Hetalia: Sweet Child Of Mine, ch 6Dinner was early that evening and Austria resented it. There was no excuse for interrupting his piano rehearsal. Adults could eat later than 6pm and if the child needed his food sooner, there was no sense in shifting everyone else around because of it.
“But isn’t it nicer if we all eat together as a family?” Hungary said. Chibitalia nodded in agreement and had a large bite of his beloved pasta. Austria refrained from pointing out the obvious. Hungary paused, perhaps testing if he would.
“Do you know who I saw at the market today?”
“Poland and Lithuania,” Hungary said. “I told them all about Chibitalia, and Poland said, ‘Your son sounds totally cute.’”
Austria’s hand froze halfway to his glass.
“You... told Poland that this child is our son?”
Hungary giggled and waved dismissively.
Hetalia: Sweet Child Of Mine, ch 5In the centre of the resonating sound, Austria let his fingers run across the keys. In stressful situations such as this day’s, he generally chose a piece of considerable difficulty, so as to fully occupy his mind. This time, however, he had begun with the first etude on his piano desk stand and let the routine take over. There was probably something new from Schubert somewhere nearby, but he felt too cloudy to retrieve it. Fine. This piece would do. It was enough for him to feel the cool ivory under his fingertips and let the humming aura of the sound consume him.
With Hungary and the child preoccupied, Austria allowed himself to forget the world. Following the familiar patterns was hypnotic. It gave him a sense of pride and power knowing he could stylishly trace each song and recreate it like magic.
As his fingers spidered across the octaves, he thought he heard something rustling behind him. He looked over his shoulder and
Hetalia: Sweet Child Of Mine, ch 4The endless pantry contained shelf after shelf of jars, Flours, grains, dried berries for sauces - Hungary could have sworn they had some egg noodles somewhere. Chibitalia had requested pasta, politely at first, but ever more adamant. He had been more than agreeable about everything else thus far, but pasta was non-negotiable. Austria had whispered to Hungary that it was a disciplinary issue. With a wave of her hand, Hungary told Austria she was happy to at least know what the youngster would eat. That would make things easier. At least, it would once she found the pasta. If they had any.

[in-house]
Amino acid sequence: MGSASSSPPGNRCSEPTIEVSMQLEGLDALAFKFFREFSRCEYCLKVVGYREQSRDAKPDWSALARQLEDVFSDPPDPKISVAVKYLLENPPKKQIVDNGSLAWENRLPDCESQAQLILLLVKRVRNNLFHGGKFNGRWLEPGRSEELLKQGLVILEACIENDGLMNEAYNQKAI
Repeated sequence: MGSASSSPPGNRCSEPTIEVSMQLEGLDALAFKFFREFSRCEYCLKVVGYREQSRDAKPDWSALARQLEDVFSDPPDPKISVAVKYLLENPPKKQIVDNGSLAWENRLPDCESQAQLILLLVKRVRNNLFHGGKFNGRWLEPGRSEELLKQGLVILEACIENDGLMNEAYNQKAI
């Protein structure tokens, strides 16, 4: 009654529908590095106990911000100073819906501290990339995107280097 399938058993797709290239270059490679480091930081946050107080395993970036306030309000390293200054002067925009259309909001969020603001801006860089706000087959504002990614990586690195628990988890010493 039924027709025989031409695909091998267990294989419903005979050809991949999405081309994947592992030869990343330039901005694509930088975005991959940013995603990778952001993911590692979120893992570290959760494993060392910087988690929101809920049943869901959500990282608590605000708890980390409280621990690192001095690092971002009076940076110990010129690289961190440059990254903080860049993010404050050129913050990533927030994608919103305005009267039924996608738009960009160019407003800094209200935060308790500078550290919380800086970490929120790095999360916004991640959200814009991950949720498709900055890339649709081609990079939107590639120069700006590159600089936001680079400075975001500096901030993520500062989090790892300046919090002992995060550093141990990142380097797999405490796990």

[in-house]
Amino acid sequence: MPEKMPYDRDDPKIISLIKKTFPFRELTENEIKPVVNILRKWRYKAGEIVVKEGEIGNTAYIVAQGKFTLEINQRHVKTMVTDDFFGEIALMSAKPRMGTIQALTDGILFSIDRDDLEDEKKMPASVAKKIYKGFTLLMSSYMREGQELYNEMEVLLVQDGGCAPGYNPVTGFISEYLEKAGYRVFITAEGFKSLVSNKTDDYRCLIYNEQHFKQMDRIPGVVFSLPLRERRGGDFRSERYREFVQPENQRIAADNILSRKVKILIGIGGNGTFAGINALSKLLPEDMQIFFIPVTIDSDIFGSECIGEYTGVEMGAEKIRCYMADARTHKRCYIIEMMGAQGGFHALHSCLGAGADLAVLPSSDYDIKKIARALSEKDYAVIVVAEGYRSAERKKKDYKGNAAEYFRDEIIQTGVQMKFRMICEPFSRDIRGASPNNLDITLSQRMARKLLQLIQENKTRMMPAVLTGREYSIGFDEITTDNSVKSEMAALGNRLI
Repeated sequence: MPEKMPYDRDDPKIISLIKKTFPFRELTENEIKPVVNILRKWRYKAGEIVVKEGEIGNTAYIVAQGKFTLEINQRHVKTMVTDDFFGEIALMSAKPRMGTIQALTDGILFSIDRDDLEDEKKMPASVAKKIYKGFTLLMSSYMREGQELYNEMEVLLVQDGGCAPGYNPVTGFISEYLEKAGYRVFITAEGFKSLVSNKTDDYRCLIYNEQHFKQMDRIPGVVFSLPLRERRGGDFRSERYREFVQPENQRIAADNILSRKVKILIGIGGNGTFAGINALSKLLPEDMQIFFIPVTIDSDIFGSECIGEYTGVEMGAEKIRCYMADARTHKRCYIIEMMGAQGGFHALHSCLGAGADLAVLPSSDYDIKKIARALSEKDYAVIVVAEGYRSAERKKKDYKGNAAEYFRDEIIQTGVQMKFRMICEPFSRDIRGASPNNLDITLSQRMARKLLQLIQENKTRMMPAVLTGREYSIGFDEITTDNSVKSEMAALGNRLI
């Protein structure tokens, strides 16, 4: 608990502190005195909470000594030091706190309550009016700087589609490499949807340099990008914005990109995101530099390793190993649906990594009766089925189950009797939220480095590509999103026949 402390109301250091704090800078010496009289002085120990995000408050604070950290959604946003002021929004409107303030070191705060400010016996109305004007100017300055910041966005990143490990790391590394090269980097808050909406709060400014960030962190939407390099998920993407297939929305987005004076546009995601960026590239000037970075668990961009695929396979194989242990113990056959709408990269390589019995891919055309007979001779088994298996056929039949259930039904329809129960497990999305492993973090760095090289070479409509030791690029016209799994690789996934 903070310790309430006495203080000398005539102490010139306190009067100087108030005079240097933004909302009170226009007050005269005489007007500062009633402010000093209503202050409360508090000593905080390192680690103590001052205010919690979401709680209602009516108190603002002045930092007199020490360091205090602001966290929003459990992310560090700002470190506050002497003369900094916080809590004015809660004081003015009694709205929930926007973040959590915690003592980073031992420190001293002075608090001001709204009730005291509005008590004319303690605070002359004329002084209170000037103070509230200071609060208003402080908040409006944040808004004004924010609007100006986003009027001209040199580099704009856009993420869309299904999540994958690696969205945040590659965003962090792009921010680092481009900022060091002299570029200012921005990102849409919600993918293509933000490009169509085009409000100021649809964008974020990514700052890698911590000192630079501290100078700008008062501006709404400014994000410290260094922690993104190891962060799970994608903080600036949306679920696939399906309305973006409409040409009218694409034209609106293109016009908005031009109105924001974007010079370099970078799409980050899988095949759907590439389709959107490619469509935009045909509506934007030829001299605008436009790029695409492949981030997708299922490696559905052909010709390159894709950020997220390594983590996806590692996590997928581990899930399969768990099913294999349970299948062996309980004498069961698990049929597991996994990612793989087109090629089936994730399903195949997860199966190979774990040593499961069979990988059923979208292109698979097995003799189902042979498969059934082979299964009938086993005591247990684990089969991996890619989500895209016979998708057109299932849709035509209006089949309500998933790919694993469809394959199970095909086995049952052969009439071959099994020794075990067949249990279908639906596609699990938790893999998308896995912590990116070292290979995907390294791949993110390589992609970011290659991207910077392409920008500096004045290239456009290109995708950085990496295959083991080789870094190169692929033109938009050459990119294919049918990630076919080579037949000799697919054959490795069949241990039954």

Behind her, the pantry door creaked open. Like a slinking cat, Austria stepped in and shut the door behind him.
“Have you seen the pasta?” Hungary asked, completely ignoring Austria’s expression of grave seriousness.
“Pasta is the least of our concerns.”
Hungary ignored this as well.
“How is Chibitalia doing?
Hetalia: Sweet Child Of Mine, ch 3Not far from the estate was a field of golden grains and wildflowers. It was Hungary’s favourite place, reminiscent of the vast and wild spaces she had traversed on horseback with her family an era ago. In the early morning sunlight, she ran through the field, thoroughly enjoying the feeling of being anywhere but indoors. That’s when a rustling in the tall grass caught her eye.
Cautiously, she approached. The rustling occurred again. She ducked low to the ground, slowly unsheathing the knife she wore strapped to her leg. Whatever was hiding in the grasses was close enough to chase her down over a short distance, so fleeing wouldn’t be an option. She crept closer, readying herself for whatever was waiting for her.
It seemed too small to be a bear. A small wolf, maybe, although those were nocturnal. Hungary paused. The rustling had ceased. She wondered if perhaps she was not being hunted, or if that was m
Hetalia: Sweet Child Of Mine, ch 1The estate felt empty. It always felt empty. With forty-eight rooms for two people, how could it not? As night closed in, Hungary stared out the window at the endless field of stars. Although she usually enjoyed stargazing - it reminded her of her wild past and her countless adventures on horseback - tonight it felt hollow. The night sky held a blackness without depth that made her feel ever more alone.
She turned around in her oversized chair by the window and looked across the drawing room. Far away - too far away - her husband sat in an oversized chair of his own. The two chairs were a matching set, of course. Custom made. There were only two ways to tell them apart. Hungary’s chair was always placed by the room’s largest window because she preferred to look outside, and her seat cushion was still as plush as the day the chair was made, because she also preferred to BE outside. Austria’s chair, howev